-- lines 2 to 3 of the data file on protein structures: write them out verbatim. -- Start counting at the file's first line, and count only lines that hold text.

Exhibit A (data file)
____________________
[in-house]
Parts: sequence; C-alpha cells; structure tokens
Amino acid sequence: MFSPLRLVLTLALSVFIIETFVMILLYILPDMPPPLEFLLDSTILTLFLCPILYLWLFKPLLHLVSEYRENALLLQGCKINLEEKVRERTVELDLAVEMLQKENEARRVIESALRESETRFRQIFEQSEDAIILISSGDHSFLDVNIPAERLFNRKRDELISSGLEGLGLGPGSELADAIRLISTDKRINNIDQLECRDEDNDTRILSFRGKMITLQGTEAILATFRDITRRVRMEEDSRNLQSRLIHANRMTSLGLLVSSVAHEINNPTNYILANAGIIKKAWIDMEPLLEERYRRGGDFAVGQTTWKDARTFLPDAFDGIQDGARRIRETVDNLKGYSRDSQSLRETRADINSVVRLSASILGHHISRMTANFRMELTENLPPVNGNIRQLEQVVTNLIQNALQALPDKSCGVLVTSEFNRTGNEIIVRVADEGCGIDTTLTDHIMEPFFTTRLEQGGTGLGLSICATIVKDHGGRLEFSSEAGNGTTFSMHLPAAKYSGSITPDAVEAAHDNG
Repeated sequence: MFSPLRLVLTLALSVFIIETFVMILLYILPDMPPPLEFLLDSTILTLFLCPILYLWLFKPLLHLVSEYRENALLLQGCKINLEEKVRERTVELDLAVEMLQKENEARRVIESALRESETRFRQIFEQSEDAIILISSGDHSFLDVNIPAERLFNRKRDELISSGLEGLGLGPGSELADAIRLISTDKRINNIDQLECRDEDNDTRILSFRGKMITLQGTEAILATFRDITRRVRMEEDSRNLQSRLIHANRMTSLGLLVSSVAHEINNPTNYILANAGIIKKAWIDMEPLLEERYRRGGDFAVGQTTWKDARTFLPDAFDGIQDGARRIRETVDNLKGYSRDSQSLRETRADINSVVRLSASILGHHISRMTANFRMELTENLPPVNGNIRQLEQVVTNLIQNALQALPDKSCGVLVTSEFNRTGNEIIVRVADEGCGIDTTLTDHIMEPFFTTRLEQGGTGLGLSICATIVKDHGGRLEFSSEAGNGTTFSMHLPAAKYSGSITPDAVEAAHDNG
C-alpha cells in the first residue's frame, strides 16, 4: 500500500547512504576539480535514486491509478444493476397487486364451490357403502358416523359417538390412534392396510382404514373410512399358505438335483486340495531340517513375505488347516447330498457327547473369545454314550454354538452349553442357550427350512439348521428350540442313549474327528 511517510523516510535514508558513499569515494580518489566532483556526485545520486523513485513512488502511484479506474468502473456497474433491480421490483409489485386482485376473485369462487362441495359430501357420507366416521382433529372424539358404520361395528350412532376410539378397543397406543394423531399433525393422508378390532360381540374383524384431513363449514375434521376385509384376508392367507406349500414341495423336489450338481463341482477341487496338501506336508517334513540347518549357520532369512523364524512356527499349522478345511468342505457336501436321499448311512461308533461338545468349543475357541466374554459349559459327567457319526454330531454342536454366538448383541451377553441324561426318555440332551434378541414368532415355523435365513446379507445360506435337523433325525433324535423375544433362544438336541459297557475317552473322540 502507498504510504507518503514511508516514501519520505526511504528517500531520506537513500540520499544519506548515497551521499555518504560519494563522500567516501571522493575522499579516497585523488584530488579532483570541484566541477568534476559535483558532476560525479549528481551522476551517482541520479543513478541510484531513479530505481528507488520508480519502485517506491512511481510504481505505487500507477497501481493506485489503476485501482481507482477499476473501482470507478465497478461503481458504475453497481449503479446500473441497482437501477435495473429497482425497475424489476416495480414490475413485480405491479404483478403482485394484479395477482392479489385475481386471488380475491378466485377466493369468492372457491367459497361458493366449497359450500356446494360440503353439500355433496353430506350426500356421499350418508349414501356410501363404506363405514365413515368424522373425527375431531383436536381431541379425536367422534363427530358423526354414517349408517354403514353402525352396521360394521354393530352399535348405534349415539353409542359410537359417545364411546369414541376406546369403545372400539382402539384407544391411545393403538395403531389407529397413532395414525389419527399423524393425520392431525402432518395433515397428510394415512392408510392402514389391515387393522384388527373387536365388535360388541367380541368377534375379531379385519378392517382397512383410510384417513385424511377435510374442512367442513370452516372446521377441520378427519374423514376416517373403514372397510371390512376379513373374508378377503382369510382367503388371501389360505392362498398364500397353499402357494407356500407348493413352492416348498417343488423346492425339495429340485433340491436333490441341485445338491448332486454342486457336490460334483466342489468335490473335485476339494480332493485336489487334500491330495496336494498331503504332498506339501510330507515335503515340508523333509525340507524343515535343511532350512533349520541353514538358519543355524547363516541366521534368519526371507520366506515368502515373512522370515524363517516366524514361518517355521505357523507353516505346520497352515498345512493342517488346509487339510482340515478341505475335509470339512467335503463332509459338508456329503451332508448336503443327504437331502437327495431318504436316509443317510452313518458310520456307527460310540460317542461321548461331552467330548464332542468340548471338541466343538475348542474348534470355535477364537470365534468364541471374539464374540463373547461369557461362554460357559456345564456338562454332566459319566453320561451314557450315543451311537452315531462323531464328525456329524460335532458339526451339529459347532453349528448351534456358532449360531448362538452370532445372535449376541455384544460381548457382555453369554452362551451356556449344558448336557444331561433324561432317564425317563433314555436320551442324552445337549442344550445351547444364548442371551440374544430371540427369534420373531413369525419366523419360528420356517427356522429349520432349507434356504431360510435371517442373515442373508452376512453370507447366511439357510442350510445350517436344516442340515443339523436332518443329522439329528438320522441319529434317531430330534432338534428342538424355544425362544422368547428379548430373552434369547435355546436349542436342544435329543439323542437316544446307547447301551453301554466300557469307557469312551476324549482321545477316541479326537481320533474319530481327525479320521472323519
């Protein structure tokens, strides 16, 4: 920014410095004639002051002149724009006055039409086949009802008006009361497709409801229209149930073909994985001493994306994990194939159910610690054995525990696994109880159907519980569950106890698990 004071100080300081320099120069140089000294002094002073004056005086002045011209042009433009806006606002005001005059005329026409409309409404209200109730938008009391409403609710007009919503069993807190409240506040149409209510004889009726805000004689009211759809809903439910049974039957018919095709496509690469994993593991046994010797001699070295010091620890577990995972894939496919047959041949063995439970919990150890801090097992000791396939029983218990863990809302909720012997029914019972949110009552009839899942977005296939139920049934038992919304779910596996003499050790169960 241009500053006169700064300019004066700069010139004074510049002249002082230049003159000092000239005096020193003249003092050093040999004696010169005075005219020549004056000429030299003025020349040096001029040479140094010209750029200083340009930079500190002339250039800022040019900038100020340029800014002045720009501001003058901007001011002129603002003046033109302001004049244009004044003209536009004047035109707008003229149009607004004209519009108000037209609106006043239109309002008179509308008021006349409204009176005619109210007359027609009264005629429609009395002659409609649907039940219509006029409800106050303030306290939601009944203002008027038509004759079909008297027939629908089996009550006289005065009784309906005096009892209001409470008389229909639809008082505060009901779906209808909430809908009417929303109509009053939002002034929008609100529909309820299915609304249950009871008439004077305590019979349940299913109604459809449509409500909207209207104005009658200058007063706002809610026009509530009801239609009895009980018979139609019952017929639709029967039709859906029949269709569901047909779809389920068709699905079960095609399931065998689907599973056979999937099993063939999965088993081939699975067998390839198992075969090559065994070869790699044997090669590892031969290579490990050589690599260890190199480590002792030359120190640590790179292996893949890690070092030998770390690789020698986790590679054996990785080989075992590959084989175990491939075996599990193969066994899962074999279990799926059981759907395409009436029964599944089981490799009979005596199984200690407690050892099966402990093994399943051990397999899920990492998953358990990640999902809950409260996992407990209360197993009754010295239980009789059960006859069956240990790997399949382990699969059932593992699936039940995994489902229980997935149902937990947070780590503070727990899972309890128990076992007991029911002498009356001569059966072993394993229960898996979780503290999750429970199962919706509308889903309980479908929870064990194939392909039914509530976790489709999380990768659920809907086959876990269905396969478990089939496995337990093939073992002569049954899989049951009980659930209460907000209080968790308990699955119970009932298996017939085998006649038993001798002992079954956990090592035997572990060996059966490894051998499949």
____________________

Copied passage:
Parts: sequence; C-alpha cells; structure tokens
Amino acid sequence: MFSPLRLVLTLALSVFIIETFVMILLYILPDMPPPLEFLLDSTILTLFLCPILYLWLFKPLLHLVSEYRENALLLQGCKINLEEKVRERTVELDLAVEMLQKENEARRVIESALRESETRFRQIFEQSEDAIILISSGDHSFLDVNIPAERLFNRKRDELISSGLEGLGLGPGSELADAIRLISTDKRINNIDQLECRDEDNDTRILSFRGKMITLQGTEAILATFRDITRRVRMEEDSRNLQSRLIHANRMTSLGLLVSSVAHEINNPTNYILANAGIIKKAWIDMEPLLEERYRRGGDFAVGQTTWKDARTFLPDAFDGIQDGARRIRETVDNLKGYSRDSQSLRETRADINSVVRLSASILGHHISRMTANFRMELTENLPPVNGNIRQLEQVVTNLIQNALQALPDKSCGVLVTSEFNRTGNEIIVRVADEGCGIDTTLTDHIMEPFFTTRLEQGGTGLGLSICATIVKDHGGRLEFSSEAGNGTTFSMHLPAAKYSGSITPDAVEAAHDNG